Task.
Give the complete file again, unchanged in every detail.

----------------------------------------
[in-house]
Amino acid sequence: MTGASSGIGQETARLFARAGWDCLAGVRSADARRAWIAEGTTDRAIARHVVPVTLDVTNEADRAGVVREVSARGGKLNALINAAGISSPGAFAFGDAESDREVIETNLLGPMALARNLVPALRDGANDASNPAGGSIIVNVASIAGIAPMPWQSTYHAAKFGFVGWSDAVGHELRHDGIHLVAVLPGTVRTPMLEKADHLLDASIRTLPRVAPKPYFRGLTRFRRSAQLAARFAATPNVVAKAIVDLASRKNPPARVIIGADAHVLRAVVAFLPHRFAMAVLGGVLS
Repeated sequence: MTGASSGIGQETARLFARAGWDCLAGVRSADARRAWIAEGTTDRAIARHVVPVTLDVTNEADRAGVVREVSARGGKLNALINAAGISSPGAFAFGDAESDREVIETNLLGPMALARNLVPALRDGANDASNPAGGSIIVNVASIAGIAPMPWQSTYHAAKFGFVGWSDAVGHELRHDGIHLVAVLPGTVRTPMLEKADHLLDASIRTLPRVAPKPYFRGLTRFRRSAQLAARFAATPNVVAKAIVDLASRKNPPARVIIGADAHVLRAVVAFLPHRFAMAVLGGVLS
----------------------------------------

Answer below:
[in-house]
Amino acid sequence: MTGASSGIGQETARLFARAGWDCLAGVRSADARRAWIAEGTTDRAIARHVVPVTLDVTNEADRAGVVREVSARGGKLNALINAAGISSPGAFAFGDAESDREVIETNLLGPMALARNLVPALRDGANDASNPAGGSIIVNVASIAGIAPMPWQSTYHAAKFGFVGWSDAVGHELRHDGIHLVAVLPGTVRTPMLEKADHLLDASIRTLPRVAPKPYFRGLTRFRRSAQLAARFAATPNVVAKAIVDLASRKNPPARVIIGADAHVLRAVVAFLPHRFAMAVLGGVLS
Repeated sequence: MTGASSGIGQETARLFARAGWDCLAGVRSADARRAWIAEGTTDRAIARHVVPVTLDVTNEADRAGVVREVSARGGKLNALINAAGISSPGAFAFGDAESDREVIETNLLGPMALARNLVPALRDGANDASNPAGGSIIVNVASIAGIAPMPWQSTYHAAKFGFVGWSDAVGHELRHDGIHLVAVLPGTVRTPMLEKADHLLDASIRTLPRVAPKPYFRGLTRFRRSAQLAARFAATPNVVAKAIVDLASRKNPPARVIIGADAHVLRAVVAFLPHRFAMAVLGGVLS